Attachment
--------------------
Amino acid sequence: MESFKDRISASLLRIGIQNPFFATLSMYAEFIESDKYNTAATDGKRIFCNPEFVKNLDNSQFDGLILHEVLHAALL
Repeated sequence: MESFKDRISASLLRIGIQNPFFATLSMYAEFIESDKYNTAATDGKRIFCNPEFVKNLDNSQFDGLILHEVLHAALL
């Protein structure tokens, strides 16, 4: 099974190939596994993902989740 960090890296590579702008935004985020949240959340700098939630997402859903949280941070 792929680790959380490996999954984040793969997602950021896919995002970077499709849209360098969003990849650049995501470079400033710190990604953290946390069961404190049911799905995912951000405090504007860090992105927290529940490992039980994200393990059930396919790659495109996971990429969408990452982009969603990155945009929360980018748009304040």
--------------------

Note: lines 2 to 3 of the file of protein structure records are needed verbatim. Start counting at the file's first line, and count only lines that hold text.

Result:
Repeated sequence: MESFKDRISASLLRIGIQNPFFATLSMYAEFIESDKYNTAATDGKRIFCNPEFVKNLDNSQFDGLILHEVLHAALL
């Protein structure tokens, strides 16, 4: 099974190939596994993902989740 960090890296590579702008935004985020949240959340700098939630997402859903949280941070 792929680790959380490996999954984040793969997602950021896919995002970077499709849209360098969003990849650049995501470079400033710190990604953290946390069961404190049911799905995912951000405090504007860090992105927290529940490992039980994200393990059930396919790659495109996971990429969408990452982009969603990155945009929360980018748009304040």